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The point about conventions, as opposed to rules, is that they are unwritten, and rely on the character of those charged with honouring them to so do.  In some senses that matter, John Bercow has not been a bad speaker.  It can’t be claimed that he is the creature of ministers and it can be, with some justice, that he is an ally of backbenchers, or at least those that he hasn’t taken against.

But in others that matter more, he must be the worst-ever occupant of the Speakers’ chair.  The convention is that the person who sits in it isn’t a creation of party.  Even the mice in the Commons tea room know that Bercow was put in place by Labour MPs and is kept there by Labour MPs.  Whatever the truth may be of accusations of bullying in private made against him personally – which he denies – it is indisputably true that he is a bully in public.  Swathed in the giant cloak of the Speaker’s office, he is empowered to mimic, humiliate, belittle and discriminate against those he doesn’t like, secure in the knowledge that Labour MPs will protect him – and that the garment won’t be pulled away to reveal the smaller person beneath it.

Even more to the present point, Laura Cox, the retired judge appointed to investigate claims of a culture of bullying and harrassment, concluded as follows in her report: “I find it difficult to envisage how the necessary changes can be successfully delivered, and the confidence of the staff restored, under the current senior House administration.”  That is the kind of masterly understatement that could only have been pronounced by a member of the British judiciary.  In plain terms, it is a call for Bercow to quit.  Kevin Barron, the former Chairman of the Standards Committee, has said that new leadership is needed.  So at least one Labour MP can see and speak plainly.  So has Maria Miller, the chair of the Culture Select Committee.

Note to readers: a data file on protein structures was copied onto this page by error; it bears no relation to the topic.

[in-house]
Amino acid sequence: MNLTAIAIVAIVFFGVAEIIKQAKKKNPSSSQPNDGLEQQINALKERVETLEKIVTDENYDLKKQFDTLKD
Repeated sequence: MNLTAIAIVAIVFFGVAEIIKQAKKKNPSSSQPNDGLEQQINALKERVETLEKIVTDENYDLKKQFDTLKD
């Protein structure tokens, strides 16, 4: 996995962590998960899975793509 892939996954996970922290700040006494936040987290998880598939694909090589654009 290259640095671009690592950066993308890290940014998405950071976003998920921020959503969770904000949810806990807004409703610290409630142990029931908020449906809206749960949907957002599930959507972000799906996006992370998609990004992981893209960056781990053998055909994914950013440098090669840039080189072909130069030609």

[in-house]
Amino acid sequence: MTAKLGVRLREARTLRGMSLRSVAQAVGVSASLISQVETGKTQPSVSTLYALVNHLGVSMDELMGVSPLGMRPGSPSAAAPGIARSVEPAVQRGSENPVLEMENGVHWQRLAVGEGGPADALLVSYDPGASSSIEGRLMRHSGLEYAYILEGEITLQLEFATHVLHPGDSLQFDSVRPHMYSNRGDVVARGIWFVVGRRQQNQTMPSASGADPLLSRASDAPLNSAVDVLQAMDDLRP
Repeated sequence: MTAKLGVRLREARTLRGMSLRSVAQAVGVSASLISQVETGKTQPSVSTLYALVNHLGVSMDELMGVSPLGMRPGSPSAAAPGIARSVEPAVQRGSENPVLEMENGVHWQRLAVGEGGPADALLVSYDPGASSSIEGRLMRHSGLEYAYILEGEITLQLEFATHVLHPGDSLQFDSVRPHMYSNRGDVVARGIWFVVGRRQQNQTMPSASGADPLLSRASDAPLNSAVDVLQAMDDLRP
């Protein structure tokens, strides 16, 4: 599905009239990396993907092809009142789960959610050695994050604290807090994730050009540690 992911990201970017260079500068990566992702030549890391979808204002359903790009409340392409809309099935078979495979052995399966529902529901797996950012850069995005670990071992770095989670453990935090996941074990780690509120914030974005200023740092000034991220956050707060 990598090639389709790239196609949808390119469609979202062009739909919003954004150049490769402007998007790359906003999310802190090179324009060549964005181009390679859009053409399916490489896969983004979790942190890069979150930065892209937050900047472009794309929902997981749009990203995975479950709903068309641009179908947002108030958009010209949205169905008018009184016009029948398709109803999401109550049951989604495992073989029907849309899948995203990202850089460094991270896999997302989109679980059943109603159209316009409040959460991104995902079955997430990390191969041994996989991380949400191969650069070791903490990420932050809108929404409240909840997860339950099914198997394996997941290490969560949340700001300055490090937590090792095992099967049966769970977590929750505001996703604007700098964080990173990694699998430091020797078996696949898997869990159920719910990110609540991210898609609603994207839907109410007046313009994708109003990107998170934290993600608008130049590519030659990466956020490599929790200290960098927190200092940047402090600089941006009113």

A letter calling for the implementation of the Cox report’s recommendations has been signed by 80 current and former staff members.  As one of them, Hannah White, pointed out: “it’s deeply counter-cultural for House staff to speak out in this way – it demonstrates the depth of their frustration with MPs’ response to the Cox Report.”  And today, three Conservative MPs have resigned from a committee that the Speaker set up on making Parliament more representative.  They are Anne Milton, Mims Davies and Will Quince.  Jess Phillips, the independent-minded Labour MP for Birmingham Yardley, a member of the committee, has already joined Miller, another member, in saying that Bercow should quit.

The Speaker’s response to the Cox report has been to play for time – or, to put it more elaborately, call for a new investigation now that her investigation has reported.  “Friends” of Bercow have reportedly briefed that he is prepared to stand down next year.  These briefings have not been confirmed.  Not that it would count much if they were.  The Speaker is already in breach of his promise to stand down after nine years.  That would have meant him leaving his post on June 22.  The date today is October 24.  And today, the House of Commons Commission will meet to consider its response to the Cox Report.  Bercow has recused himself from chairing the meeting – but will, please note, be present.

Andrea Leadsom wants an independent probe of how the Commons is governed, which would look at the accountability of senior management, including the Speaker.  And Labour has joined her in saying that the recent grievance procedure set up this year should be “open to historical complaints…as quickly as possible”.

But what counts most is not the future grinding of these Parliamentary mills, but the present position of Bercow.  Margaret Beckett let the rat out of the bag when she said that the Brexit debate “trumps bad behaviour”.  As has been pointed out, if we managed to change Prime Minister during a world war, we can surely cope with changing the Speaker during the Brexit talks.

Beckett’s words should be hung like a placard round the neck of every Labour MP who has ever condemned the bullying and harrassment of women, and is not part of the movement to find a new and better Speaker.  Jeremy Corbyn’s formal distancing of the party from Bercow is not enough.  What counts now is what Labour MPs do informally, amidst the maze of Commons precedents and procedures.

The most famous words uttered by an occupant of the chair are Speaker Lenthall’s: “I have neither eyes to see, nor tongue to speak, in this place, but as this House is pleased to direct me, whose servant I am here”.  Substitute “Labour MPs” for ” this House”, and you have Bercow’s situation in a sentence.  This anti-Lenthall should be shoved off to the Lords, where he will be free to join the party that put him in charge of the Commons.

90 comments for: Bercow, the anti-Lenthall. “I have neither eyes to see, nor tongue to speak, in this place, but as Labour MPs are pleased to direct me, whose servant I am here.”

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